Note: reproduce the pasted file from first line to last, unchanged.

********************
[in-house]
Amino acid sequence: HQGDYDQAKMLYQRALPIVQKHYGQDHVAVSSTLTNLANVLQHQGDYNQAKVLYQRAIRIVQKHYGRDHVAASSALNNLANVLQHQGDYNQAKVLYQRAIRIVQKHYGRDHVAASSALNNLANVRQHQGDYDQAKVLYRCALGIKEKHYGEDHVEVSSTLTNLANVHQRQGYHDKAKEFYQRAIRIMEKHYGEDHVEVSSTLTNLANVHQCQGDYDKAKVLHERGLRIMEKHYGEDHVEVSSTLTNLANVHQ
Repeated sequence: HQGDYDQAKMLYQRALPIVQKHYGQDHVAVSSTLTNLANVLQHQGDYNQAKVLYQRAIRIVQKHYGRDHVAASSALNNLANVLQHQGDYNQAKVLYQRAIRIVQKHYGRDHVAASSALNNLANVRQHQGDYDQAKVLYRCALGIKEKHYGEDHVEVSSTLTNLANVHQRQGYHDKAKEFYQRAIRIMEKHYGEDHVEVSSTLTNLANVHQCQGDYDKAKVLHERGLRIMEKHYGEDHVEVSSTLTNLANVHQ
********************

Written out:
[in-house]
Amino acid sequence: HQGDYDQAKMLYQRALPIVQKHYGQDHVAVSSTLTNLANVLQHQGDYNQAKVLYQRAIRIVQKHYGRDHVAASSALNNLANVLQHQGDYNQAKVLYQRAIRIVQKHYGRDHVAASSALNNLANVRQHQGDYDQAKVLYRCALGIKEKHYGEDHVEVSSTLTNLANVHQRQGYHDKAKEFYQRAIRIMEKHYGEDHVEVSSTLTNLANVHQCQGDYDKAKVLHERGLRIMEKHYGEDHVEVSSTLTNLANVHQ
Repeated sequence: HQGDYDQAKMLYQRALPIVQKHYGQDHVAVSSTLTNLANVLQHQGDYNQAKVLYQRAIRIVQKHYGRDHVAASSALNNLANVLQHQGDYNQAKVLYQRAIRIVQKHYGRDHVAASSALNNLANVRQHQGDYDQAKVLYRCALGIKEKHYGEDHVEVSSTLTNLANVHQRQGYHDKAKEFYQRAIRIMEKHYGEDHVEVSSTLTNLANVHQCQGDYDKAKVLHERGLRIMEKHYGEDHVEVSSTLTNLANVHQ